This post was written on board the boat, pretty much the day after and I had almost forgotten it was sitting in my draft folder until today. It pretty much displays how I was feeling on the trip at first, and I’m happy to report that the sickness was due to intense anxiety and I didn’t feel the same level of terror again on watch. As to why I felt like this, I’ve no real idea. I’d been on boats in the dark before and been fine. Anyway, here’s a window in to my ridiculous mind.
Hi, my name’s Francesca. I love the ocean and never get seasick.
These are the words I repeat to myself I sit on watch on the first night of our trip, stomach clenching with fear and nausea.
Where before we were surrounded by a expanse of constant blues there is only variations on inky dark. The occasional punctuations of light are not welcome, a staccato of potential hazards on my horizon.
So far Mikey has fallen overboard eight times, at least in my mind. Every time he leans out to check in the sails I see him tumble again, cracking his head on the fiberglass and rolling out into the dark where only the resident crocs will find him.
A lack of horizon is making me feel sea sick. This is the second time it’s ever happened and the first was, I imagine, largely down to the two bottles of wine I’d had the night before.
Every time a wave hits the hull it sounds as though the catamaran is going to split open like an egg. It sounds and feels as though someone is underneath us, trying desperately to punch their way through. Someone very, very angry.
I cannot see the difference between sea and sky. There are not fifty shades of black.
An hour before our watch is due to end I confess to Mikey how nauseated I feel. He sends me to bed where the relief is almost instant after I lie down. Unable to ignore my pessimistic drama queen imagination though every five minutes I sit up, swallow down bile and check that he is still there. Safe.
I am tired. I am scared. I am sick.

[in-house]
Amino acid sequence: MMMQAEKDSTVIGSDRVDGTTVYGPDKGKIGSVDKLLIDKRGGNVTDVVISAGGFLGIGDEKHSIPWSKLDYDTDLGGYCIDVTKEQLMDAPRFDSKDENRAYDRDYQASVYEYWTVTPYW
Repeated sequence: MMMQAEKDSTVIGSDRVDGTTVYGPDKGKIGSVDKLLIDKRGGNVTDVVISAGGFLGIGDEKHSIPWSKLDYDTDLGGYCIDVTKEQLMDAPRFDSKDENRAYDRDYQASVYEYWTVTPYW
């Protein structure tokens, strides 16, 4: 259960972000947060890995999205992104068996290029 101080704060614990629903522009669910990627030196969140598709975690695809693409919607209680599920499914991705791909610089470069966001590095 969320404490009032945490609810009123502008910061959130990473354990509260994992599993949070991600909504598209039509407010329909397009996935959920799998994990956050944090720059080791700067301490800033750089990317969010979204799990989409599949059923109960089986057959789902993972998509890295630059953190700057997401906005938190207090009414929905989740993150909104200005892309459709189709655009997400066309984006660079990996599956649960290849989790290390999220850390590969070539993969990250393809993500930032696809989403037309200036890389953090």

I’ve always wanted to live on a boat. Cross the Pacific Ocean. See the world from a floating home. Ha! Fat chance of that. I feel like a failure and a fraud. Sick as much with embarrassment as I am from the movement of the boat.
My alarm goes off just before six. I feel better; my mind has calmed with the ocean. Where once there was no change between the darkness of sea and sky there is a chink of light shining through.
I feel stupid now. Why my partner who has worked on boats for years would suddenly manage to fall overboard I do not know. It may be hard to believe*, but I have a tendency to overdramamtise things especially when those things are inside my head.
The sky turns into a candy shop, fluffy marshmallows and sweet oranges. My camera temporarily malfunctions and I am content to sit and watch for a while.
Deciding to make the most of the calm sea state and beautiful view I sit on a trampet and start my morning yoga routine. Halfway through my gaze point falls on something grey in the water between my toes…
“THERE’S A FUCKING SHARK THERE MIKEY!”
I am not zen, but I do feel better.
And, in hindsight, it was probably a dolphin.
This post is one of many about my experience of sailing from Darwin to Cairns. Click here for the rest of them!